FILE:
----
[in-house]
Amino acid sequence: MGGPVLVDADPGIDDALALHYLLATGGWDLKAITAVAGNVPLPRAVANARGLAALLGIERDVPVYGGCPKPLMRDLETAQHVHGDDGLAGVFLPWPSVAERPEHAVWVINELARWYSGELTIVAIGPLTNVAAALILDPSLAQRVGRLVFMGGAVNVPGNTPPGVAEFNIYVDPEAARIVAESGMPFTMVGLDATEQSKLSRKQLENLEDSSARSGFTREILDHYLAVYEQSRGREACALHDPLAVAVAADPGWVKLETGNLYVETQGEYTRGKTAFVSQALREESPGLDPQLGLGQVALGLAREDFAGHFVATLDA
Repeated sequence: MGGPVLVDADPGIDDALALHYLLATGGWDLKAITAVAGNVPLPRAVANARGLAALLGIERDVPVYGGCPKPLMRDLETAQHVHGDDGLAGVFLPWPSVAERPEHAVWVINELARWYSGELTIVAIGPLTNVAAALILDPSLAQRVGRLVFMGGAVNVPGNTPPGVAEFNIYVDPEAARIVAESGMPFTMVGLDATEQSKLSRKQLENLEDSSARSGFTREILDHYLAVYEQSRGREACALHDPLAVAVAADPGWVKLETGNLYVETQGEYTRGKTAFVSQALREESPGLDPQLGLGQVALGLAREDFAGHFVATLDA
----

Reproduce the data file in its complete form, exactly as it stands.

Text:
[in-house]
Amino acid sequence: MGGPVLVDADPGIDDALALHYLLATGGWDLKAITAVAGNVPLPRAVANARGLAALLGIERDVPVYGGCPKPLMRDLETAQHVHGDDGLAGVFLPWPSVAERPEHAVWVINELARWYSGELTIVAIGPLTNVAAALILDPSLAQRVGRLVFMGGAVNVPGNTPPGVAEFNIYVDPEAARIVAESGMPFTMVGLDATEQSKLSRKQLENLEDSSARSGFTREILDHYLAVYEQSRGREACALHDPLAVAVAADPGWVKLETGNLYVETQGEYTRGKTAFVSQALREESPGLDPQLGLGQVALGLAREDFAGHFVATLDA
Repeated sequence: MGGPVLVDADPGIDDALALHYLLATGGWDLKAITAVAGNVPLPRAVANARGLAALLGIERDVPVYGGCPKPLMRDLETAQHVHGDDGLAGVFLPWPSVAERPEHAVWVINELARWYSGELTIVAIGPLTNVAAALILDPSLAQRVGRLVFMGGAVNVPGNTPPGVAEFNIYVDPEAARIVAESGMPFTMVGLDATEQSKLSRKQLENLEDSSARSGFTREILDHYLAVYEQSRGREACALHDPLAVAVAADPGWVKLETGNLYVETQGEYTRGKTAFVSQALREESPGLDPQLGLGQVALGLAREDFAGHFVATLDA